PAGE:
Tennessee is asking the Supreme Court to put a hold on a lower-court ruling that the state’s two-day waiting period for women seeking an abortion is unconstitutional, even though it’s been in effect for years and other states have similar waiting periods.
Justice Brett Kavanaugh on Tuesday set a deadline for the three pro-abortion groups on the other side of the suit to respond to Tennessee’s emergency request that the Supreme Court lift a district court’s permanent injunction against the law. The waiting period has been on the books for more than five years, Tennessee’s emergency request said.
The main thrust of the case is still at the Sixth Circuit Court of Appeals. But Tennessee is asking the Supreme Court to let it enforce its law as the litigation makes its way through the courts.
“As long as the waiting period remains enjoined, some unborn children will be aborted who might otherwise be spared that fate,” Tennessee wrote in its emergency request, filed earlier this week. “Some women will choose abortion without making an ‘informed and deliberate’ decision… and some will later come to regret that irreversible decision.”
Tennessee added: “By contrast, a stay will not substantially injure Respondents, who complied with Tennessee’s waiting period for five years while the litigation proceeded in the district court. During that time, Respondents continued to operate their clinics, and women in Tennessee continued to obtain abortions.”
The abortion clinics behind the suit against Tennessee are Bristol Regional Women’s Center, Memphis Center for Reproductive Health and Planned Parenthood of Tennessee and North Mississippi.
Tennessee previously asked the Sixth Circuit to stay the district court ruling but a divided panel didn’t grant the request. Judge Amul Thapar, a Trump appointee who was on the former president’s Supreme Court shortlist, dissented.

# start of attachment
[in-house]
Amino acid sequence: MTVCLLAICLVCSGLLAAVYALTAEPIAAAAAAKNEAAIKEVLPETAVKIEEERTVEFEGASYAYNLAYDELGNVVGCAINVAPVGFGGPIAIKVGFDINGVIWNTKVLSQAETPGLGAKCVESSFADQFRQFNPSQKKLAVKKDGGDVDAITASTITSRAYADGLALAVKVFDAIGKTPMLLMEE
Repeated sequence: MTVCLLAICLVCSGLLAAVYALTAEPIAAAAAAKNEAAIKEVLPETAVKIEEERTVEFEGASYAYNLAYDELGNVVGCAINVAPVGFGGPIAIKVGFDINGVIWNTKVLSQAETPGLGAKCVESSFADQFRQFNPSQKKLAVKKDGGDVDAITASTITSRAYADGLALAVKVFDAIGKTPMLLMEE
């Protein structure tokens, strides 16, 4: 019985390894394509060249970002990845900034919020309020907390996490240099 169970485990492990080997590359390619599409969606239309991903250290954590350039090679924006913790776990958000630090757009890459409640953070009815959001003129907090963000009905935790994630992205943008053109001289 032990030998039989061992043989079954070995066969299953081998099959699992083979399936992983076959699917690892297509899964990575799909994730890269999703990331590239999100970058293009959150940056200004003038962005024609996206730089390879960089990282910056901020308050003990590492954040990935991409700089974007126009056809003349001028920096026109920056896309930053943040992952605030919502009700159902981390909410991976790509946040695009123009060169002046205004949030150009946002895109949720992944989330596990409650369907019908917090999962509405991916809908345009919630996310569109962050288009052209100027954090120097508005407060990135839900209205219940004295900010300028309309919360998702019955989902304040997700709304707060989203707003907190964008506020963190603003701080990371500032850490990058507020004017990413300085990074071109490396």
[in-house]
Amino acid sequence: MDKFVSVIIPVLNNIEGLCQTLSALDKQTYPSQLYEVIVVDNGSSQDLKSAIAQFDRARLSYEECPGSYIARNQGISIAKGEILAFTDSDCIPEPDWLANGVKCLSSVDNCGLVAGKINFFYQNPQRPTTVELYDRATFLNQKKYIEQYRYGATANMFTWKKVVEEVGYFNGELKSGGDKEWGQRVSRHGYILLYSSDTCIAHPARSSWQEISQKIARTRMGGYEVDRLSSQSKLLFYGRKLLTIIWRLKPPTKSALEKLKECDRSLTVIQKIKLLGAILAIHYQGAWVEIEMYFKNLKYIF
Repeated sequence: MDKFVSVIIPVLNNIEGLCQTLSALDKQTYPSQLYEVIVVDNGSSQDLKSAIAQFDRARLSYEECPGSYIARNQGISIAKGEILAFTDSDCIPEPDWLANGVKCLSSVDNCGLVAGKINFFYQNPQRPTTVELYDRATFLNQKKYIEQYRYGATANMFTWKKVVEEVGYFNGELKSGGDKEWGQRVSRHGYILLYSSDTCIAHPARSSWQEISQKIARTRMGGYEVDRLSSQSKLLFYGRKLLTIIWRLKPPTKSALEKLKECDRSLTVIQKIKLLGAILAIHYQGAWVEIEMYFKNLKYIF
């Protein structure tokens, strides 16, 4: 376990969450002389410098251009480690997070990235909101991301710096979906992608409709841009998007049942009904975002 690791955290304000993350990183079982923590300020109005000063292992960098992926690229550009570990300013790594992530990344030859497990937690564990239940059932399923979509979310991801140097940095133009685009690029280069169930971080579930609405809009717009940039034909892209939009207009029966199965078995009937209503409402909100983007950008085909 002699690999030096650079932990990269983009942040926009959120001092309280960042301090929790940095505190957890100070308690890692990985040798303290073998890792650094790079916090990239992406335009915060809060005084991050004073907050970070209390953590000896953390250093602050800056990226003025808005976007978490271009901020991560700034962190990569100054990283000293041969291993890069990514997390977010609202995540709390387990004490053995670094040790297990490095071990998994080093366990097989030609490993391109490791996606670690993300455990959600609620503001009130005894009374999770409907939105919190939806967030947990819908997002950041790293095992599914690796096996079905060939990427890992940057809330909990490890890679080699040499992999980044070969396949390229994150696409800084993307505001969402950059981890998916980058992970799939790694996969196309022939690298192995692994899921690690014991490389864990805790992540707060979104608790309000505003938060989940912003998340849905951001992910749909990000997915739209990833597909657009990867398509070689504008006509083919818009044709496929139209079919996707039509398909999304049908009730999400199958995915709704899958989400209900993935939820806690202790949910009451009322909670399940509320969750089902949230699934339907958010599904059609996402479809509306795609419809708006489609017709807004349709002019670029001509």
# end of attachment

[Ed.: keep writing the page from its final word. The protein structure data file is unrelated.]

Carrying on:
The district court’s decision, Thapar said, “defies Supreme Court… precedent.” He specifically pointed to Planned Parenthood v. Casey, when the high court upheld Pennsylvania’s abortion waiting period.
“The majority’s failure to issue a stay merits immediate correction either by our court or a higher one,” Thapar also said.
But the majority on the three-judge Sixth Circuit panel said that it believes “Tennessee’s waiting period unduly burdens women’s abortion rights” because of “logistical, financial, and medical hurdles caused by Tennessee’s waiting period.”
The majority – one Clinton appointee and a George W. Bush appointee – also accused Thapar of “zeal to uphold what appears to be yet another unnecessary, unjustified, and unduly burdensome state law that stands between women and their right to an abortion.”
The due date Kavanaugh set for the abortion groups’ response is April 15 at 4 p.m. ET. The case came to Kavanaugh due to geography alone.
Fox News’ Shannon Bream and Bill Mears contributed to this report.
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